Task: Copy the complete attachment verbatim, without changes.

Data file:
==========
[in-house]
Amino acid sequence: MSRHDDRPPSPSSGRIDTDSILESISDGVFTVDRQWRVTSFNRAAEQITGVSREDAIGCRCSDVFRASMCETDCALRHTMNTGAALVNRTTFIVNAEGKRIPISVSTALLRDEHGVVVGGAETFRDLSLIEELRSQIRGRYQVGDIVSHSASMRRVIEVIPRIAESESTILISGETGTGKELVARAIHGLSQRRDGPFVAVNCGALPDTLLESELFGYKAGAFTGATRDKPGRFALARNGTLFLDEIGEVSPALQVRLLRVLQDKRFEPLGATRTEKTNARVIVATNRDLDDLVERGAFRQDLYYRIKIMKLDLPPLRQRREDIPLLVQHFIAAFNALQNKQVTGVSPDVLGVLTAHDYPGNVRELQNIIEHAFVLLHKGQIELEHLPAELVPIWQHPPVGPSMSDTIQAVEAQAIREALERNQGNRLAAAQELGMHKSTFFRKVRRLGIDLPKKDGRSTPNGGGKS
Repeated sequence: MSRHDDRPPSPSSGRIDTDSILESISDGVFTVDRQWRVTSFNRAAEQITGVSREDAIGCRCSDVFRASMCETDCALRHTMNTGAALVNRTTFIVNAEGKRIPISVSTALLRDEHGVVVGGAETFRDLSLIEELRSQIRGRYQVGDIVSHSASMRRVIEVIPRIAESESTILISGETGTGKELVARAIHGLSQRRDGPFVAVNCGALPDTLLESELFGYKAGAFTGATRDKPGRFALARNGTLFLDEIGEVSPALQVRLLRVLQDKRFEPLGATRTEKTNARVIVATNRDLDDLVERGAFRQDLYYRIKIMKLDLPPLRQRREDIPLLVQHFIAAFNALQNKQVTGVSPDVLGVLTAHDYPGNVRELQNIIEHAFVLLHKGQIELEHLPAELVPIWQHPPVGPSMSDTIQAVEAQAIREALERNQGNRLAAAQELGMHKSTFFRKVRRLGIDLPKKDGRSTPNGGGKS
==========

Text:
[in-house]
Amino acid sequence: MSRHDDRPPSPSSGRIDTDSILESISDGVFTVDRQWRVTSFNRAAEQITGVSREDAIGCRCSDVFRASMCETDCALRHTMNTGAALVNRTTFIVNAEGKRIPISVSTALLRDEHGVVVGGAETFRDLSLIEELRSQIRGRYQVGDIVSHSASMRRVIEVIPRIAESESTILISGETGTGKELVARAIHGLSQRRDGPFVAVNCGALPDTLLESELFGYKAGAFTGATRDKPGRFALARNGTLFLDEIGEVSPALQVRLLRVLQDKRFEPLGATRTEKTNARVIVATNRDLDDLVERGAFRQDLYYRIKIMKLDLPPLRQRREDIPLLVQHFIAAFNALQNKQVTGVSPDVLGVLTAHDYPGNVRELQNIIEHAFVLLHKGQIELEHLPAELVPIWQHPPVGPSMSDTIQAVEAQAIREALERNQGNRLAAAQELGMHKSTFFRKVRRLGIDLPKKDGRSTPNGGGKS
Repeated sequence: MSRHDDRPPSPSSGRIDTDSILESISDGVFTVDRQWRVTSFNRAAEQITGVSREDAIGCRCSDVFRASMCETDCALRHTMNTGAALVNRTTFIVNAEGKRIPISVSTALLRDEHGVVVGGAETFRDLSLIEELRSQIRGRYQVGDIVSHSASMRRVIEVIPRIAESESTILISGETGTGKELVARAIHGLSQRRDGPFVAVNCGALPDTLLESELFGYKAGAFTGATRDKPGRFALARNGTLFLDEIGEVSPALQVRLLRVLQDKRFEPLGATRTEKTNARVIVATNRDLDDLVERGAFRQDLYYRIKIMKLDLPPLRQRREDIPLLVQHFIAAFNALQNKQVTGVSPDVLGVLTAHDYPGNVRELQNIIEHAFVLLHKGQIELEHLPAELVPIWQHPPVGPSMSDTIQAVEAQAIREALERNQGNRLAAAQELGMHKSTFFRKVRRLGIDLPKKDGRSTPNGGGKS